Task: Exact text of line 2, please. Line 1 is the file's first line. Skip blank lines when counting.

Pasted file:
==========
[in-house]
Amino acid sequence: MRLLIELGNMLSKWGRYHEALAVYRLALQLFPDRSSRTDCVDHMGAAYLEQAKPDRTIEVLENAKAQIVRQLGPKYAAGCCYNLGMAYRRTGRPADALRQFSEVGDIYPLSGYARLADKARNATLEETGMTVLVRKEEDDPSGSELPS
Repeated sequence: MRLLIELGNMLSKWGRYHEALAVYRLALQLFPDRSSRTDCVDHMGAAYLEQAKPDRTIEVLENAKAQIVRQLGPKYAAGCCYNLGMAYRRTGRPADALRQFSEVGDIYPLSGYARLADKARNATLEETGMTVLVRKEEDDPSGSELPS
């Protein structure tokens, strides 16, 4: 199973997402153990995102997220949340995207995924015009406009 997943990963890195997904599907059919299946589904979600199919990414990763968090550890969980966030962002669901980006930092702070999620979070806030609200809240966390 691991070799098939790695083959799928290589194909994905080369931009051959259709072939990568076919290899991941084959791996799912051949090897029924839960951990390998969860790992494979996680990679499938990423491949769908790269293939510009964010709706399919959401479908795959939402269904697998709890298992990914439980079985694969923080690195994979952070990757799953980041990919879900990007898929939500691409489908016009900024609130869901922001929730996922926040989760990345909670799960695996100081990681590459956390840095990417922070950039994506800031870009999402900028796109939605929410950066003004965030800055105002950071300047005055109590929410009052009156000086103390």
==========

Amino acid sequence: MRLLIELGNMLSKWGRYHEALAVYRLALQLFPDRSSRTDCVDHMGAAYLEQAKPDRTIEVLENAKAQIVRQLGPKYAAGCCYNLGMAYRRTGRPADALRQFSEVGDIYPLSGYARLADKARNATLEETGMTVLVRKEEDDPSGSELPS